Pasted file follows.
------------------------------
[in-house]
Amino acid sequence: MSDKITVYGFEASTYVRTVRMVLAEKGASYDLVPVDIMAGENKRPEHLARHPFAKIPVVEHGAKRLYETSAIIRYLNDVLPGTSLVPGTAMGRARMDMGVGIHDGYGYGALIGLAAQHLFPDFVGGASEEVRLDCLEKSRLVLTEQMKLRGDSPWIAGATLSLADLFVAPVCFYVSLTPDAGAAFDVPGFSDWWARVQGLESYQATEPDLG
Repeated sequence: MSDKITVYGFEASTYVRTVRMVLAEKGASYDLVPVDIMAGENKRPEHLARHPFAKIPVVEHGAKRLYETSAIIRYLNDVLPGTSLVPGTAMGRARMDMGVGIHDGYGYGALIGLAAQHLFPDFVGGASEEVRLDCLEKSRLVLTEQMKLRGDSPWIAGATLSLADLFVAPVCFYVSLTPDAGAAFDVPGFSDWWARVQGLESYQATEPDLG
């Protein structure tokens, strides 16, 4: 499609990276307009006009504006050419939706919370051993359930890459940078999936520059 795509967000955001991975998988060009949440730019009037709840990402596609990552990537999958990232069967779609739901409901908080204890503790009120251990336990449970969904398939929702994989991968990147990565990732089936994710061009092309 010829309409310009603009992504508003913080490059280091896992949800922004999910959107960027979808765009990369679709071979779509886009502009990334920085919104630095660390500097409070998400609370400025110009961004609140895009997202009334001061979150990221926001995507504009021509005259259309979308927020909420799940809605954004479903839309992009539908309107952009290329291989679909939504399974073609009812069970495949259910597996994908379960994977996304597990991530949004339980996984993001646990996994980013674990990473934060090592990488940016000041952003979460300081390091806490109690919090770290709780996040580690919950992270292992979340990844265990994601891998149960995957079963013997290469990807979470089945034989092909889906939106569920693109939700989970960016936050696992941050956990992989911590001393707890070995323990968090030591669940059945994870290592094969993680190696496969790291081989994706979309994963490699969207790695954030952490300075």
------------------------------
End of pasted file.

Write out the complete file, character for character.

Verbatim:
[in-house]
Amino acid sequence: MSDKITVYGFEASTYVRTVRMVLAEKGASYDLVPVDIMAGENKRPEHLARHPFAKIPVVEHGAKRLYETSAIIRYLNDVLPGTSLVPGTAMGRARMDMGVGIHDGYGYGALIGLAAQHLFPDFVGGASEEVRLDCLEKSRLVLTEQMKLRGDSPWIAGATLSLADLFVAPVCFYVSLTPDAGAAFDVPGFSDWWARVQGLESYQATEPDLG
Repeated sequence: MSDKITVYGFEASTYVRTVRMVLAEKGASYDLVPVDIMAGENKRPEHLARHPFAKIPVVEHGAKRLYETSAIIRYLNDVLPGTSLVPGTAMGRARMDMGVGIHDGYGYGALIGLAAQHLFPDFVGGASEEVRLDCLEKSRLVLTEQMKLRGDSPWIAGATLSLADLFVAPVCFYVSLTPDAGAAFDVPGFSDWWARVQGLESYQATEPDLG
């Protein structure tokens, strides 16, 4: 499609990276307009006009504006050419939706919370051993359930890459940078999936520059 795509967000955001991975998988060009949440730019009037709840990402596609990552990537999958990232069967779609739901409901908080204890503790009120251990336990449970969904398939929702994989991968990147990565990732089936994710061009092309 010829309409310009603009992504508003913080490059280091896992949800922004999910959107960027979808765009990369679709071979779509886009502009990334920085919104630095660390500097409070998400609370400025110009961004609140895009997202009334001061979150990221926001995507504009021509005259259309979308927020909420799940809605954004479903839309992009539908309107952009290329291989679909939504399974073609009812069970495949259910597996994908379960994977996304597990991530949004339980996984993001646990996994980013674990990473934060090592990488940016000041952003979460300081390091806490109690919090770290709780996040580690919950992270292992979340990844265990994601891998149960995957079963013997290469990807979470089945034989092909889906939106569920693109939700989970960016936050696992941050956990992989911590001393707890070995323990968090030591669940059945994870290592094969993680190696496969790291081989994706979309994963490699969207790695954030952490300075």